More advanced spells take longer to learn: 8 + 2 x 2 hrs for 2nd level (12), + 3 x 21/2 for 3rd level (151/2), + 4 x 3 for 4th level (20), + 5 x 31/2 for 5th level (251/2), + 6 x 4 for 6th level (32), + 7 x 41/2 for 7th level (391/2), + 8 x 5 for 8th level (48) and + 9 x 51/2 for 9th level (571/2).
Rather than requiring a character to spend the full study time and then discover that he cannot learn the spell (based on intelligence, as per the PHB), a player can roll after the first 8 hours of study. (Either the character is able to grasp the theory or he isn't…) Spells within the character's two target schools get a 10% bonus. For spells from the four flanking schools there is neither advantage nor penalty. Opposition school spells are learned at a 10% penalty. However, for each character level higher than the minimum level required to learn a particular spell a 5% bonus applies. For example, a 12th character level mage with a 16 Intelligence (70% chance to learn new spells) would need to roll 80 or less to learn a 6th level spell in his target school, 70 for a flanking school spell, and 60 for an opposition school spell. However, to learn a 1st level spell from a flanking school (70% + 55%) would be automatic, to learn a 4th level spell, available at character level 7, would require 95 or less (70% + 25%).
The total number of spells that a mage can inscribed into her spellbook=Intelligence x10, so Voodooienne, with her 18 Intelligence can inscribe a total of 180 spells (Cantrips counts as only one spell, no matter how many variations the mage knows). (There is no longer a maximum number of spells per level, however, Prime Requisite limits still apply.) If she wants to inscribe twenty 1st level spells she can do so, provided the lifetime spell limit of 180 spells of all levels isn't exceeded. This lifetime spell limit applies under all conditions, including if the spellbook is permanently lost, Voodooienne dies and is resurrected, etc. Once the limit has been reached, only a Limited Wish or Wish can be used to erase a once-inscribed spell from a Wizard's mind, to free up a slot for some other spell.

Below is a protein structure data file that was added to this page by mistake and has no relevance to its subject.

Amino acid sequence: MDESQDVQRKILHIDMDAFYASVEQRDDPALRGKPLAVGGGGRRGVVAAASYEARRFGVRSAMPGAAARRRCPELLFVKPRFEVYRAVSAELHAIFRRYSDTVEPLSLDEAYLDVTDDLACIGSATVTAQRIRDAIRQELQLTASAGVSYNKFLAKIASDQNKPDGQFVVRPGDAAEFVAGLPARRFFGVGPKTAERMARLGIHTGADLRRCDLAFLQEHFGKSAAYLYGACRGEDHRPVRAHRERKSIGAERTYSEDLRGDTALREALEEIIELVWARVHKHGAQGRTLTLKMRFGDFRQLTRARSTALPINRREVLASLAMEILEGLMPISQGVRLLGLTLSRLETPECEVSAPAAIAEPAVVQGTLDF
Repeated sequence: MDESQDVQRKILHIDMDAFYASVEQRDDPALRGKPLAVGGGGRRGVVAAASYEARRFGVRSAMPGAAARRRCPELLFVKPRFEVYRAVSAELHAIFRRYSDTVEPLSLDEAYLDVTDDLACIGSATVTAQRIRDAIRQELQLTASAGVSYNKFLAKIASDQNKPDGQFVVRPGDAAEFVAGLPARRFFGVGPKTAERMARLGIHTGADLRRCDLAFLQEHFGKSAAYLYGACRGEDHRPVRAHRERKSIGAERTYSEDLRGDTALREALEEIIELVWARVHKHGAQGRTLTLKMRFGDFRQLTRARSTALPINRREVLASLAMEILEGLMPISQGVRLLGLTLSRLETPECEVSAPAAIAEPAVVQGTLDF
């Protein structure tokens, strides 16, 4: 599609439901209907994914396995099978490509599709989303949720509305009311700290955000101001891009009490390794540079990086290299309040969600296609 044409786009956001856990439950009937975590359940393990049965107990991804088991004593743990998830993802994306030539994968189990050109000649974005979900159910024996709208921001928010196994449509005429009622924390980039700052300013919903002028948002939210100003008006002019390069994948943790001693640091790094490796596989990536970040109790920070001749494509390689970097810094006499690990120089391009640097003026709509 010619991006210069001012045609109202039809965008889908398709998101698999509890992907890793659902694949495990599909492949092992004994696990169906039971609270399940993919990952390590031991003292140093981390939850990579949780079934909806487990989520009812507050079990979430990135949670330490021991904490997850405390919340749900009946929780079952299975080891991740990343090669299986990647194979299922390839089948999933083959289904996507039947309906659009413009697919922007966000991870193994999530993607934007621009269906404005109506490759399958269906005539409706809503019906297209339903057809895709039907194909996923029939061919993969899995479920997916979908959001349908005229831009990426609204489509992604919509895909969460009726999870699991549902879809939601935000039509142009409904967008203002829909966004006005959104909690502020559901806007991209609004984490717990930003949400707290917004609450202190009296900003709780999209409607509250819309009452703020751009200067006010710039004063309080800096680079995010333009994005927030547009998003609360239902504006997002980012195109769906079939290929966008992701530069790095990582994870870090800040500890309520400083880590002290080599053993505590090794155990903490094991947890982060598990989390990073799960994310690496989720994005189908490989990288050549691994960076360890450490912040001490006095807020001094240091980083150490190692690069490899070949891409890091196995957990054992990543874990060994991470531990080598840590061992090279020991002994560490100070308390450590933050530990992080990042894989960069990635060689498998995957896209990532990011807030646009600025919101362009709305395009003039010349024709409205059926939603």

Other spellcasting classes: Paladins, Rangers, and Bards (to name three) have progressive spell-casting abilities as well. They would each use the same spellpoint system, but would not be entitled to any Ability Score spellpoint bonuses. Specific details will be described and implemented on a case-by-case basis.
Once a spell has been learnt, it takes 1d3+1 hours per spell level to transcribe it into the mage's spellbook.
To replenish their spell points and be able to cast spells, every mage and cleric of any race needs 6 consecutive hours of sleep, plus 2 additional hours of study or prayer every day (24 hours).